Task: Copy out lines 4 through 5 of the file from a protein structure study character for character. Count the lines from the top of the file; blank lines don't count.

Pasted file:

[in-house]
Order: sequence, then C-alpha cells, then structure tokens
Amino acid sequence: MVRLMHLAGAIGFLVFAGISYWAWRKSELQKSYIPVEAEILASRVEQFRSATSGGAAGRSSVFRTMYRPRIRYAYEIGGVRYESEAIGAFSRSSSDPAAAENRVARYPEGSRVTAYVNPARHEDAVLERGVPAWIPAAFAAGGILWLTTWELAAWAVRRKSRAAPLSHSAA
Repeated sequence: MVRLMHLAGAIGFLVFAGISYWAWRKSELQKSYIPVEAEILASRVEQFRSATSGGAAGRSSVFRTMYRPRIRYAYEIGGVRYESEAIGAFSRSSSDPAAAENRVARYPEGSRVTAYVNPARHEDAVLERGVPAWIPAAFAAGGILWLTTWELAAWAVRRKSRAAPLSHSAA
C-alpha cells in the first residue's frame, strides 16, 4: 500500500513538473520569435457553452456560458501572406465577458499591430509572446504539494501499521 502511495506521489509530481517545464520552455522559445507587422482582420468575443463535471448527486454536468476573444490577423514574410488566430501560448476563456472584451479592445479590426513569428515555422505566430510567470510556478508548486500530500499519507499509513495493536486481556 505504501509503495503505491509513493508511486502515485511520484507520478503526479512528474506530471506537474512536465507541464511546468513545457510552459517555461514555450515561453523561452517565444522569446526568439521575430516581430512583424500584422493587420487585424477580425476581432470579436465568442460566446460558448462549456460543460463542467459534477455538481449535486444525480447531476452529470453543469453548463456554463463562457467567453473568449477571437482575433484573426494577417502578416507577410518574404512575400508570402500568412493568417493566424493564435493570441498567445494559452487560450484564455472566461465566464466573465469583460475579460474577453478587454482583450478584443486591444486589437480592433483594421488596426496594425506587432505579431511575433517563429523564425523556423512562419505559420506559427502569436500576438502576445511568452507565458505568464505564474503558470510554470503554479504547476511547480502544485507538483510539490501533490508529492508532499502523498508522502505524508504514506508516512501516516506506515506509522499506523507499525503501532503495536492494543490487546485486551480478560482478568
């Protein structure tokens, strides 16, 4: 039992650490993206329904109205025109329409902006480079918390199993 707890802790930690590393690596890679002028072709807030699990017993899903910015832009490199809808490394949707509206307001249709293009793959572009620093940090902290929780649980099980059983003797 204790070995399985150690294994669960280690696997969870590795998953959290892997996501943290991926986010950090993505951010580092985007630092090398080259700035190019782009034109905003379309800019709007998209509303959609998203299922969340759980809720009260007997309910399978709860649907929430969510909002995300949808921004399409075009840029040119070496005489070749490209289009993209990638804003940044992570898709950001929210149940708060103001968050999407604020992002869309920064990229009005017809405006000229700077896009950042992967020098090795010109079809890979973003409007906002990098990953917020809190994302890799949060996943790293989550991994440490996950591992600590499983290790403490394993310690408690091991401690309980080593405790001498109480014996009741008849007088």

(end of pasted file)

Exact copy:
Repeated sequence: MVRLMHLAGAIGFLVFAGISYWAWRKSELQKSYIPVEAEILASRVEQFRSATSGGAAGRSSVFRTMYRPRIRYAYEIGGVRYESEAIGAFSRSSSDPAAAENRVARYPEGSRVTAYVNPARHEDAVLERGVPAWIPAAFAAGGILWLTTWELAAWAVRRKSRAAPLSHSAA
C-alpha cells in the first residue's frame, strides 16, 4: 500500500513538473520569435457553452456560458501572406465577458499591430509572446504539494501499521 502511495506521489509530481517545464520552455522559445507587422482582420468575443463535471448527486454536468476573444490577423514574410488566430501560448476563456472584451479592445479590426513569428515555422505566430510567470510556478508548486500530500499519507499509513495493536486481556 505504501509503495503505491509513493508511486502515485511520484507520478503526479512528474506530471506537474512536465507541464511546468513545457510552459517555461514555450515561453523561452517565444522569446526568439521575430516581430512583424500584422493587420487585424477580425476581432470579436465568442460566446460558448462549456460543460463542467459534477455538481449535486444525480447531476452529470453543469453548463456554463463562457467567453473568449477571437482575433484573426494577417502578416507577410518574404512575400508570402500568412493568417493566424493564435493570441498567445494559452487560450484564455472566461465566464466573465469583460475579460474577453478587454482583450478584443486591444486589437480592433483594421488596426496594425506587432505579431511575433517563429523564425523556423512562419505559420506559427502569436500576438502576445511568452507565458505568464505564474503558470510554470503554479504547476511547480502544485507538483510539490501533490508529492508532499502523498508522502505524508504514506508516512501516516506506515506509522499506523507499525503501532503495536492494543490487546485486551480478560482478568